A potential lifeline for individuals, and in the future businesses, that launched in the summer, the founder is Cardiff-based graduate Jeevan Mann, a new entrepreneur who witnessed first-hand the deep trauma experienced by a falsely accused relative.
The essence of Reputation Online is to help clients exercise their Right to be Forgotten under the UK’s privacy and data protection (GDPR) rules, getting incorrect and unwanted personal content from major search engines removed – for example fake endorsements attributed to well-known figures – and preventing the pain perpetuated by reposting.
What for many would be an overwhelming David and Goliath task to undertake single-handed, “our service work merges legal insights and technological solutions,” Mann explains.
“It navigates legal guidelines, understands search engine algorithms and creates long-term strategies as a way of addressing imbalances. That way we not only provide legal assistance, but also peace of mind and emotional respite.
“We help safeguard the mental health of victims, protecting them against severe psychological repercussions. Dealing with such situations, alongside my role on the Miscarriage of Justice programme during my time at Swansea University, really made me want to change how these situations play out. Creating a positive change for clients gives them the opportunity for a successful future.”
Mann has invested £20,000 of his own funds much of which has gone into developing a custom-built, scalable Content Relationship Management system.
Handled in house it streamlines operations while improving security and the speedy, reliable updating of cases.
Now RO has a team of two who work with a wider group of legal experts, on each client’s case.Costs start from around £950. “But I want to make it as accessible as possible so I’m looking at payment plan options and also free assessments for some victims,” says Mann.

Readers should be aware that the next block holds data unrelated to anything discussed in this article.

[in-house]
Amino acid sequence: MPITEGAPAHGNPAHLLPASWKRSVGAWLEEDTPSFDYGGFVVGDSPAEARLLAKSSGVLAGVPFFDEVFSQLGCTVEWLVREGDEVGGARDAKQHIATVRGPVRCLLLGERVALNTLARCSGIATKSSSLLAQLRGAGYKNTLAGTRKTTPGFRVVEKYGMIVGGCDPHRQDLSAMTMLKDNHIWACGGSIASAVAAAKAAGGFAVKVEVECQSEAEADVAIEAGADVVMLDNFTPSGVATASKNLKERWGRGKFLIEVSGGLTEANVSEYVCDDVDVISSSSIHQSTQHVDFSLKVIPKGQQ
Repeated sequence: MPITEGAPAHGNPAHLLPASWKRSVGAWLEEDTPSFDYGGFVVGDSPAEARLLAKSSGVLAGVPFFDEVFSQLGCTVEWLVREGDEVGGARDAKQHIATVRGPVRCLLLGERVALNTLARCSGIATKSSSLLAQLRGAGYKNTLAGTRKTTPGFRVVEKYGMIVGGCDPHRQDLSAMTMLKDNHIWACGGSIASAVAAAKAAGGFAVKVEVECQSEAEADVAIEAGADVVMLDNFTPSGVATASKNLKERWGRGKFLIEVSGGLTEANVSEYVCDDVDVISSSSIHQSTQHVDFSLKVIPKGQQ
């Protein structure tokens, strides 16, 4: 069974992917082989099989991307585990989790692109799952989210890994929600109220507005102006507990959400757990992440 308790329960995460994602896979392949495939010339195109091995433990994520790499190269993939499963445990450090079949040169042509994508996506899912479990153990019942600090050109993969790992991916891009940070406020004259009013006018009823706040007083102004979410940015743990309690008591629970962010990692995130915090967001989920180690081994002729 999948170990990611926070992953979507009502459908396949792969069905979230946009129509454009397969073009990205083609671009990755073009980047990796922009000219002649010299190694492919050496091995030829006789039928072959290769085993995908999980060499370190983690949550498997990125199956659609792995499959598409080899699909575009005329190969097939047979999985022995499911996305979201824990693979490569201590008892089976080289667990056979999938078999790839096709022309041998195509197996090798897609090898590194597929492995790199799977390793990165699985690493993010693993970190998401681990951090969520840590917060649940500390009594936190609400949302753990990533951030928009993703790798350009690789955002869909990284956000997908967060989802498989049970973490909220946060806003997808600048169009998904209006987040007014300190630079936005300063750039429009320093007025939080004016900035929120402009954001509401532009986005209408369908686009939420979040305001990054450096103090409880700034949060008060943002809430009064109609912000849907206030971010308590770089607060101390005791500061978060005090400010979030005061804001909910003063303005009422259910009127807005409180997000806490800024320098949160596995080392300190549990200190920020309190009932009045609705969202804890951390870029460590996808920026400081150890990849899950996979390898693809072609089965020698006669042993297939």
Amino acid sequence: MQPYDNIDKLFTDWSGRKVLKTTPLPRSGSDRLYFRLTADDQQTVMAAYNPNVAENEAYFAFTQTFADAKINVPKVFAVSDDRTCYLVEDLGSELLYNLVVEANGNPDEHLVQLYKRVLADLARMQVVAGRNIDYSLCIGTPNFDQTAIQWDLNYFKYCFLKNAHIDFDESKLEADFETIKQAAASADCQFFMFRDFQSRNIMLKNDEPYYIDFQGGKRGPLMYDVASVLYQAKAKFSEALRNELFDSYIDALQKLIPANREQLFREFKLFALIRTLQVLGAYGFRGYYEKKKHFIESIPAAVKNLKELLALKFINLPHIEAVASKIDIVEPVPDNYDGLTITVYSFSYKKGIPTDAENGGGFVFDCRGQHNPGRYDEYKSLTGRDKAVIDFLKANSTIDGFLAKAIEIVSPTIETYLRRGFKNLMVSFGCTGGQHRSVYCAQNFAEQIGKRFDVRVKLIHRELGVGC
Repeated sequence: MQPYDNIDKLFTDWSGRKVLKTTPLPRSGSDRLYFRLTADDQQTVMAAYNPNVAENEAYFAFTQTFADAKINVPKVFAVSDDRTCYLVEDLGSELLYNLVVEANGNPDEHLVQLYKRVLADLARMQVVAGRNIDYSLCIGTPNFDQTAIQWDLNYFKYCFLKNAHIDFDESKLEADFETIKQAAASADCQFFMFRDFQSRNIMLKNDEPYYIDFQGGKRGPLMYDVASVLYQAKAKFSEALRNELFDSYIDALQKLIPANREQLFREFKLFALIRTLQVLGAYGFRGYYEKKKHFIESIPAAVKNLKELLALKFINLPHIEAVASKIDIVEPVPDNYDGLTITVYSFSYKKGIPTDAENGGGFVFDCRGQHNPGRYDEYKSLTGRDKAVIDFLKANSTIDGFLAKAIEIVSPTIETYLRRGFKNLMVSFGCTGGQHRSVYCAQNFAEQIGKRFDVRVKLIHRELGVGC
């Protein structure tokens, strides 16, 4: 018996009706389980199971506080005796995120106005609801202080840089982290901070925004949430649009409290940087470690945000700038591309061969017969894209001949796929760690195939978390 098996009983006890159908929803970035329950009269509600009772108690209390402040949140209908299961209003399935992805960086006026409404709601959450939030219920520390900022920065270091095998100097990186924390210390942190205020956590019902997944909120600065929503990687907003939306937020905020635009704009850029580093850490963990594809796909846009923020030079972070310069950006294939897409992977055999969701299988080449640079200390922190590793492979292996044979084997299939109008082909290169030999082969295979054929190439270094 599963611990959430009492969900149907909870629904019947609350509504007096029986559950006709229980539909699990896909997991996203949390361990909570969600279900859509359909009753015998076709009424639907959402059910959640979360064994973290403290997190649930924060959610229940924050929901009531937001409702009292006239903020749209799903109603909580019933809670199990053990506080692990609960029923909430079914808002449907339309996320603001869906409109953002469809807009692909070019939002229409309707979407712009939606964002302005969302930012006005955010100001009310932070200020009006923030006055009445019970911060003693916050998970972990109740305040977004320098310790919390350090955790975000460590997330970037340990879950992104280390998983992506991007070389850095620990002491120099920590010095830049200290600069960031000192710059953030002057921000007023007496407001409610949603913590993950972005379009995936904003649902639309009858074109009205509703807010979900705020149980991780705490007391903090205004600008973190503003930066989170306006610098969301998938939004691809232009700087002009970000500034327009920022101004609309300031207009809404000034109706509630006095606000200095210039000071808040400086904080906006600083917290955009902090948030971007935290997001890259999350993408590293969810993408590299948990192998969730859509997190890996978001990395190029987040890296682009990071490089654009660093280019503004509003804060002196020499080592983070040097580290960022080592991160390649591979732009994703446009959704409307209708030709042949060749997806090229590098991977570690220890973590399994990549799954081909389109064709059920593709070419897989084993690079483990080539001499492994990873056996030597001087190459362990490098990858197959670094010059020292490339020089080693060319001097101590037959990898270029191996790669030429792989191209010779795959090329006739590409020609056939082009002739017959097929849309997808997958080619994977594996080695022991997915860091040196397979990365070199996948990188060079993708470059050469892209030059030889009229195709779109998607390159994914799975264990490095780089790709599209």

“We cover removing content then actions to rebuild clients’ online reputation. Once the immediate problems have been addressed, follow up measures could include on-going monitoring of mentions, managing perceptions and further communications support.
“The process will depend on the issue, but for all we have a code of ethics that is strictly adhered to and ensures we are acting in accordance with the legislation.”
Current capacity is for RO to offer tailored services to 100 customers a month and to double this capacity later in 2024. Turnover is projected to exceed £2 million in 2025.
Ahead of that a £250,000 first external raise, with tax-efficient Seed Enterprise Investment Scheme backing, is planned for next year as RO extends its services to the corporate market.
For this, the company is keen to partner with an angel investor who has expertise in global distribution in the professional services sector so it can open up in countries such as those in the EU and Australia where Right to Be Forgotten legislation is pending.
But with the acceleration of AI deep fakes and distortions, “companies of all sizes are more vulnerable than ever before to online threats and disinformation,” warns Mann.
“Given the rapid digital transformation of the corporate landscape, we are squaring up to the threats and, by setting realistic goals, we foster trust and long-lasting relationships so people can get back both their lives and their livelihoods.”